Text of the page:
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yARN: Browser woes - what to use on a Mac?

yARN: Browser woes - what to use on a Mac?

The answer isn't nearly as easy as it used to be

Choosing a browser to use on a Mac used to be simple, but it’s not any more.

Once upon a time, Netscape was the obvious choice. As its star faded, Microsoft’s Internet Explorer became my browser of choice, and not just because it was the default browser on Mac OS for a period. I didn’t get on with the Windows versions until quite recently, but at that stage you were hard pressed to find anything better for the Mac.

Then Apple released Safari, and it has been my primary browser ever since. But compatibility issues would show up from time to time, so it was my practice to keep Firefox, Camino (a Mozilla based browser that gives a more ‘Mac native’ experience than Firefox) and more recently Chrome installed and up to date on my main Mac.

But now Camino is probably on its last legs, thanks to Mozilla’s decision to drop support for Gecko embedding - the feature that made it possible for browsers like Camino to use the Gecko rendering engine. Camino’s not going to break overnight, but the writing is on the wall, and I’ve learned the hard way that once the end of the road is in sight, it’s time to move in a new direction.

So what’s wrong with Safari? Up to and including version 5.0, not a lot as far as I was concerned - apart from a minor but crucial incompatibility with a certain web application I’m required to use as part of my work. My practice, therefore, was to use Safari for routine browsing and Camino for that web application.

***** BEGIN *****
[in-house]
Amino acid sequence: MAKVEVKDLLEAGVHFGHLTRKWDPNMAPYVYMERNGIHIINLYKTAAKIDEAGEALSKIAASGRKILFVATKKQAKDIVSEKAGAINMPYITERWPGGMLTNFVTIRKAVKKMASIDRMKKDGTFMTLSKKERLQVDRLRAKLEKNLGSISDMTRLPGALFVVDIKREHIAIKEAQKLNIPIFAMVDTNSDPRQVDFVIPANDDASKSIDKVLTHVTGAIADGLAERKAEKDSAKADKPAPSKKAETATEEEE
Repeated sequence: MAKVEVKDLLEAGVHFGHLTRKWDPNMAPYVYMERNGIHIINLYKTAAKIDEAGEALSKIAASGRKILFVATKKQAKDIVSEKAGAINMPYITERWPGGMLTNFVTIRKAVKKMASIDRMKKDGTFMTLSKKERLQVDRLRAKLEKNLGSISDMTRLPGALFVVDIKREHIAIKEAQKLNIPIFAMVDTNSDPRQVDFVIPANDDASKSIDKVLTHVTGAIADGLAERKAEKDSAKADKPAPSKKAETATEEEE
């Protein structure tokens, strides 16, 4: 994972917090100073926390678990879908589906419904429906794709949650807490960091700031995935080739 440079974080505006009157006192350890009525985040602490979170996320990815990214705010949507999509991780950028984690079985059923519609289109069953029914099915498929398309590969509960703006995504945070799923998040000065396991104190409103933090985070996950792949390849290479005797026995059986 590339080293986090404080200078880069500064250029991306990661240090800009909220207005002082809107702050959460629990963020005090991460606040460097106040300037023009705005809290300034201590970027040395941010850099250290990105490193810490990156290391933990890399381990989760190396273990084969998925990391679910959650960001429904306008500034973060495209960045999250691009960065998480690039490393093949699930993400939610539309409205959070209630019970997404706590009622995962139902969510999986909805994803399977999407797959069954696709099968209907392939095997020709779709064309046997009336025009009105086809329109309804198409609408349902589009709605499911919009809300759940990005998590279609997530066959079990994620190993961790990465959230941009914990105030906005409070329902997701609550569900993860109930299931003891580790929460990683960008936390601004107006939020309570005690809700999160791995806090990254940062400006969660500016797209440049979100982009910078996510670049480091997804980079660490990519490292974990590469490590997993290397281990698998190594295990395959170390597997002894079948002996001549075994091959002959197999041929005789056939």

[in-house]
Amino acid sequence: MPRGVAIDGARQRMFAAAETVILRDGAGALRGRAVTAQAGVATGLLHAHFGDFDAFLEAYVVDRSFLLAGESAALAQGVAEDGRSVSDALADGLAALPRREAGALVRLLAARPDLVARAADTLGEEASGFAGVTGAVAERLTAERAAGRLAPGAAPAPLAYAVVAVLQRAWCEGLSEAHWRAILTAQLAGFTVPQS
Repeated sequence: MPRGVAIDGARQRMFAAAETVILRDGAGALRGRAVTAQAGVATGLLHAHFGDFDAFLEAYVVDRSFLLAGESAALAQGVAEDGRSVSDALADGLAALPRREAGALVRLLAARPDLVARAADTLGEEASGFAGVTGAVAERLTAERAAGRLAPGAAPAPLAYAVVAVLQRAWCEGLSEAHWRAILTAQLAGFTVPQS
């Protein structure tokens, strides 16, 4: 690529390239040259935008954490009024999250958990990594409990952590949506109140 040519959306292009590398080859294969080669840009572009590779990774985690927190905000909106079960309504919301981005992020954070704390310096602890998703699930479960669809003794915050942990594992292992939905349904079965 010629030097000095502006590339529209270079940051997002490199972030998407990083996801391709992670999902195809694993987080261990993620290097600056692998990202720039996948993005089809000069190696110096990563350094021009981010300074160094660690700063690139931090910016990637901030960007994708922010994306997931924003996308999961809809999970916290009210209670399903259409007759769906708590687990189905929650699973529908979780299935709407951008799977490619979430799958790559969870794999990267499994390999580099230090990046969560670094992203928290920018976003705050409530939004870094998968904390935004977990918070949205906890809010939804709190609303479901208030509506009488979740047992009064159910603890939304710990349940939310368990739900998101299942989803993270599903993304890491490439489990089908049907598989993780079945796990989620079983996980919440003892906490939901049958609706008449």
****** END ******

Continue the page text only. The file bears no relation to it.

Then Safari 5.1 arrived, and in comparison with its predecessors it’s a dog. There are three main problems. The first is that pages load relatively slowly. The second is that when I switch between tabs there’s a good chance that the window will go blank while the content reloads, often slowly. The third is the all too frequent message that a page in one of the tabs has stopped responding, so all tabs must be reloaded. Oh, and the incompatibility with that web application still remains.

So do I use Firefox or Chrome? Chrome is fast and presents that web application correctly. It also uses the Mac OS X Keychain, so all my previously stored credentials are immediately accessible. But I can’t find an equivalent of the ClickToPlugin extension for Safari that stops Flash and various other types of media content from loading and playing automatically, yet activates a desired piece of content with a click.

Chrome itself can be set to completely block all plug-in content, but that’s not what I need, and the FlashBlock and Flash Control extensions aren’t as flexible as ClickToPlugin.

While Firefox has some very useful extensions and good compatibility, it lacks support for various Mac technologies, in particular the Keychain and the spellchecker. I know Firefox has its own spellchecker, but I already need to add words to the Mac’s and Microsoft Word’s user dictionaries, so I can do without having another one to maintain.

And neither Safari nor Chrome seems able to flag an RSS bookmark with the number of unread items, a feature I rely on in Safari.

So what should I do? I’m hoping that the next release of Safari will eliminate my issues with 5.1 and that it will stop behaving like a memory-constrained smartphone browser. For now, I’m inclined to relegate Safari to the role of an RSS reader, and use Chrome (with a Flash blocker) for most other work. But is really asking too much to ask for one browser to do everything?

One good thing came from my attempts to move to a different browser: it prompted me to finally get round to trying the Xmarks http://www.xmarks.com/ bookmark synchronisation service. If nothing else, I now have a consistent set of bookmarks across all browsers on all my computers.


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Tags MacNetscapeCaminoPCGeckoMac OS XmozillachromeAppleFirefoxbrowserMicrosoftComponentssafariInternet Explorer

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